In 1972, you'd think that any music festival organizer would try to learn from the lessons of Woodstock. But Tom Duncan and Bob Alexander deliberately set out to stage an event bigger than Woodstock in southern Indiana on Labor Day weekend. The Eagles, Fleetwood Mac, Santana, the Allman Brothers, and Black Sabbath were booked. They expected 55,000 people.
But the people of Chandler, a tiny town in southern Indiana, were galled at the prospect of tens of thousands of unwashed ne’er-do-wells descending upon their bucolic utopia. Less than a week before the event, Mayor Russell Lloyd officially barred the festival from taking place within city limits. With flower children from all over the Midwest already arriving, the Erie Canal Soda Pop Festival seemed doomed before it had even begun.
The courts, according to Marley Brant in Join Together: Forty Years of the Rock Music Festival, told Duncan and Alexander they couldn’t hold the festival in Indiana. So the men rushed to find a new venue, while acts like Rod Stewart and Black Sabbath began to cancel. The venue they found — a day before doors were scheduled to open — was Bull Island, a peninsula of swampy fields situated on either side of a changing bend in the Wabash River about 50 miles away. Although technically part of Illinois, it was only accessible through Indiana, making Bull Island a lawless wasteland.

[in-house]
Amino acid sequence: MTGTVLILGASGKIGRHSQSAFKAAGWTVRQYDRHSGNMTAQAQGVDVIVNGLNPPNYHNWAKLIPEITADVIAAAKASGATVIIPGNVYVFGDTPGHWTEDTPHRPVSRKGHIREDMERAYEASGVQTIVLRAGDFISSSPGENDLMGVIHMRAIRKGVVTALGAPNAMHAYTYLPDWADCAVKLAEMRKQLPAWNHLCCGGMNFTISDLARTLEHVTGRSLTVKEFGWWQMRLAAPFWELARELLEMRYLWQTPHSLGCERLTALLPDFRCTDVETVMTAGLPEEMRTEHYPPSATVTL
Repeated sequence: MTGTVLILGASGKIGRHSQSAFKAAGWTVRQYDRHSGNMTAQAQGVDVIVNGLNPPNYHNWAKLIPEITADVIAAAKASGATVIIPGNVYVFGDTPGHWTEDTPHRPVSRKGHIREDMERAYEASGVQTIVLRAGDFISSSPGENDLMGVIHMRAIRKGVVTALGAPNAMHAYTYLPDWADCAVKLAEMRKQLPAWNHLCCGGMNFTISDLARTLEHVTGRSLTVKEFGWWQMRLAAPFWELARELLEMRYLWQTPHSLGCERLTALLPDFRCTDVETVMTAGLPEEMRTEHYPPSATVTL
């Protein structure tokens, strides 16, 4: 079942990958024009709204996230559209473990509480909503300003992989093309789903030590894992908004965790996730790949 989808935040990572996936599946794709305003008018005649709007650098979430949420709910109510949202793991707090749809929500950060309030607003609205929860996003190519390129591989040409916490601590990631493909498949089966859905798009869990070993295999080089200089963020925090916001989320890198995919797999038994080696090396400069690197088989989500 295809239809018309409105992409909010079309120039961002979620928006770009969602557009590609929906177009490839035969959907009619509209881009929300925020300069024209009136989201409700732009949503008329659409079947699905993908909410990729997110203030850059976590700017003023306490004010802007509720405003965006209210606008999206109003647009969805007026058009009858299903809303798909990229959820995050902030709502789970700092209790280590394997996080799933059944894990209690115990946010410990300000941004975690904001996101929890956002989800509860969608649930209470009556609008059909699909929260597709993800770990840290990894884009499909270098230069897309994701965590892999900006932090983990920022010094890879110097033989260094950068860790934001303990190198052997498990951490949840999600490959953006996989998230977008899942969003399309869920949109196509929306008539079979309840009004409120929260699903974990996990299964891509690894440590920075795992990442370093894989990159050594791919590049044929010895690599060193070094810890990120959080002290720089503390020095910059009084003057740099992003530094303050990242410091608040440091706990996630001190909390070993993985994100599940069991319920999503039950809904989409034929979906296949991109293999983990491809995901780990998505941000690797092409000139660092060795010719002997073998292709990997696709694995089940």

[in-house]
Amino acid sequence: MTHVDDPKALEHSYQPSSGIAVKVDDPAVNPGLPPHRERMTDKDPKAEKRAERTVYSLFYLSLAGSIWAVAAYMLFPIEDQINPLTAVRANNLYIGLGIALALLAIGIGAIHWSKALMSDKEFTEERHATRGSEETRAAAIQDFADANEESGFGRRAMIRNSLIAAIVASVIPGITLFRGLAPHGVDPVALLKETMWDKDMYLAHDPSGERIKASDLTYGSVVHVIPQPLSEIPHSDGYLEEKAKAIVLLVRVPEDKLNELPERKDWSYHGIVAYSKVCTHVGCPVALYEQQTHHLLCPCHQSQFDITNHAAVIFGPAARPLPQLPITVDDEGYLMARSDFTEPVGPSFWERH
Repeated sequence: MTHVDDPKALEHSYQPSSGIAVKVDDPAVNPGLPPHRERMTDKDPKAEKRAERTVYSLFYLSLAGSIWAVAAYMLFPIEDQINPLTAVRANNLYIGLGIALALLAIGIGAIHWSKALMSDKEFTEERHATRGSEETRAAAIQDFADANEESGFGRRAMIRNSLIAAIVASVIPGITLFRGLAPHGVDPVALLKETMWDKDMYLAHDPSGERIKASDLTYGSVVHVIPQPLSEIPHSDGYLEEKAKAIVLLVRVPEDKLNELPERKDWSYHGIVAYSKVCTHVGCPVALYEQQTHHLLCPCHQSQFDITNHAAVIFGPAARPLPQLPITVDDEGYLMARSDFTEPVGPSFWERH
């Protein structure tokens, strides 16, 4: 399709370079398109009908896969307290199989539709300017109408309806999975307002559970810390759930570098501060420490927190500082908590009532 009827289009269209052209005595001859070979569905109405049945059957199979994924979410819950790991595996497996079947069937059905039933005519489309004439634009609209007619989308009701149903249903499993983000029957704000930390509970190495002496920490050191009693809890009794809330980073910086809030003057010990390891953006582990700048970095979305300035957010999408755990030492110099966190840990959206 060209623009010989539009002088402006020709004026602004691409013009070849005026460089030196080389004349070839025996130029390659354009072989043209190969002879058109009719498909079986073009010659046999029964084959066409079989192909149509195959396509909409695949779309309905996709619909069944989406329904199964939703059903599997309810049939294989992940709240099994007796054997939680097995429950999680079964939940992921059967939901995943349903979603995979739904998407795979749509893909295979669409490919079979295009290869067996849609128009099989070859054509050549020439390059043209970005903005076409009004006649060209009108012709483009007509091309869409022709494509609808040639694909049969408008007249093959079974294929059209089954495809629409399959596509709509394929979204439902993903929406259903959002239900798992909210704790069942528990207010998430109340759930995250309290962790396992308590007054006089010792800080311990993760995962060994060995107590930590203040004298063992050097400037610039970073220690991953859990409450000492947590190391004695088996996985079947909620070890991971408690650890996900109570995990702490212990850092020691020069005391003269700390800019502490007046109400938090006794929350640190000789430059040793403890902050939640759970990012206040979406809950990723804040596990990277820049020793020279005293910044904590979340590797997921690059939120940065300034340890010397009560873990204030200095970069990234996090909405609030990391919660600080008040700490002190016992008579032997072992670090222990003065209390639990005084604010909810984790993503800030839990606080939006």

A quarter million people showed up. That wasn't as many as attended Woodstock, but the festival certainly outdid Woodstock in bad planning and poor execution. Read what a mess the Erie Canal Soda Pop Festival (better known now as the Bull Island Festival) became at Ozy.
(Image credit: University of Southern Indiana)